Conquest and Land in the New Testament (in Joshua)

From Anabaptistwiki

ADB logo letters.jpg Home A B C D E F G H I J K L M N O P Q R S T U V W X Y Z Abbreviations Glossary

Something odd has happened to the conquest/land motif on its journey through the ancient world into postbiblical Judaism and the NT writings. Joshua’s conquest could be said to be completely transformed by Jesus’ beatitude “Blessed are the meek, for they will inherit the earth” (Matt 5:5). Although Jesus is likely transposing Psalm 37:11, his eschatological imagination also draws on the hopefulness of the psalmist, who writes that it is in waiting for the Lord that one is assured that the “wicked will be no more” (37:9-10). By the time we arrive at the Johannine writings, among the latest in the NT, we find that Jesus has conquered the entire world (kosmos, John 16:33) and that conquest itself has been transformed, being accomplished through suffering and martyrdom (Rev 2:7, 11, 17, 26, 28; 3:5, 12, 21; 5:5; 6:2; 12:11; 15:2; 17:14; 21:7). Clearly the conquest motif has taken on a completely different significance from straightforward ancient conquest accounts.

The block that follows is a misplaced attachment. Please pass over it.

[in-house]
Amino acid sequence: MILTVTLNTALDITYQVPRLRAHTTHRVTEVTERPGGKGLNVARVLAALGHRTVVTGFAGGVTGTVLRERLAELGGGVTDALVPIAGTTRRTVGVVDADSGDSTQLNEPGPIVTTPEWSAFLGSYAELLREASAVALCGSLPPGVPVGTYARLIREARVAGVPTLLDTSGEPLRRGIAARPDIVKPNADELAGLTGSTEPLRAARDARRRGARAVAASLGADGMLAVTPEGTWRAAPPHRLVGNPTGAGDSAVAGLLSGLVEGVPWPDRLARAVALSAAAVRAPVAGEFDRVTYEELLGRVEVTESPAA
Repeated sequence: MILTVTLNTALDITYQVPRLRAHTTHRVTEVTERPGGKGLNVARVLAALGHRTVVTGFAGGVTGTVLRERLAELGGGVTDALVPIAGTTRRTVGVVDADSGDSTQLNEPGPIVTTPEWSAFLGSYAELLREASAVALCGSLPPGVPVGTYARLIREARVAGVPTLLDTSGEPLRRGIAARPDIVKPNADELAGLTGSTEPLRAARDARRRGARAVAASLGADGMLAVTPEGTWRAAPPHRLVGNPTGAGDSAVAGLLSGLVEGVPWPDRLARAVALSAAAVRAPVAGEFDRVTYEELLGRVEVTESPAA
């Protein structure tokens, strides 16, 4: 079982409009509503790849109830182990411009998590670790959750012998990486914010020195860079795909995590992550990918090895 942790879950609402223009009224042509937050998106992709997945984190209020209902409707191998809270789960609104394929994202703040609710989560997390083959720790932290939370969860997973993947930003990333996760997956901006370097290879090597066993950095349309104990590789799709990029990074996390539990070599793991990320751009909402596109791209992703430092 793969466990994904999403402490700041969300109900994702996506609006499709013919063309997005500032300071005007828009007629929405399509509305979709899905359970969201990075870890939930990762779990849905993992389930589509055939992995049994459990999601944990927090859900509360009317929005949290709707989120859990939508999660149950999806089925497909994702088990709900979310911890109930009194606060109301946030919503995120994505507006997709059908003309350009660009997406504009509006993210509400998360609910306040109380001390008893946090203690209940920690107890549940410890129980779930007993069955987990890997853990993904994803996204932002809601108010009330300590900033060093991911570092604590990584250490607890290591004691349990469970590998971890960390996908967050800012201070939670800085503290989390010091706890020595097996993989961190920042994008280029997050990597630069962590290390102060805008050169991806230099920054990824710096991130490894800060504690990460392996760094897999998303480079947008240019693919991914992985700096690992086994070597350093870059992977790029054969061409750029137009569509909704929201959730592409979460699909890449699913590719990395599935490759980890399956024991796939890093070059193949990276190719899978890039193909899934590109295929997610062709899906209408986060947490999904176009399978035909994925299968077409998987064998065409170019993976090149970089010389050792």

Yet even the book of Joshua does not appropriate the conquest accounts uncritically, or for woodenly literal purposes. Cosmic, or worldwide, conquest comes to be associated hyperbolically with Davidic theology as expressed in Psalm 2:7-9. There, the decree “You are my son” is linked with the divine gift of “the nations [as] your heritage” and “the ends of the earth [as] your possession.” In the accounts of Jesus’ baptism, the sonship declaration of Psalm 2:7 is reiterated (Mark 1:11; Luke 3:22), but without the particularity of the “heritage” and “possession” of Psalm 2:8. The Gospel accounts themselves will spell out how the particularity of Jesus transforms the landedness of royal conquest into the landlessness of kingdom citizens. Similarly the Gospel accounts draw on the exodus tradition for its language of sonship as well, where God calls Israel, the enslaved people, as “my firstborn son” (Exod 4:22). Perhaps the book of Hebrews takes this motif the furthest, with its notion that this “son” has been “appointed heir of all things” (1:2).

Such a sampling as noted here serves to highlight the cosmic scope of the NT’s appropriation of exodus and royal traditions, including those of conquest. Since Joshua represents an archetypal royal figure, it is not surprising that the correspondence between the names of Joshua and Jesus, which are identical in Greek, should also be drawn into the symbolic naming of the NT’s divine royal son. For a rich and complex analysis of the transformation of the conquest tradition in the synoptic Gospels, see Swartley 1994 (esp. ch. 4).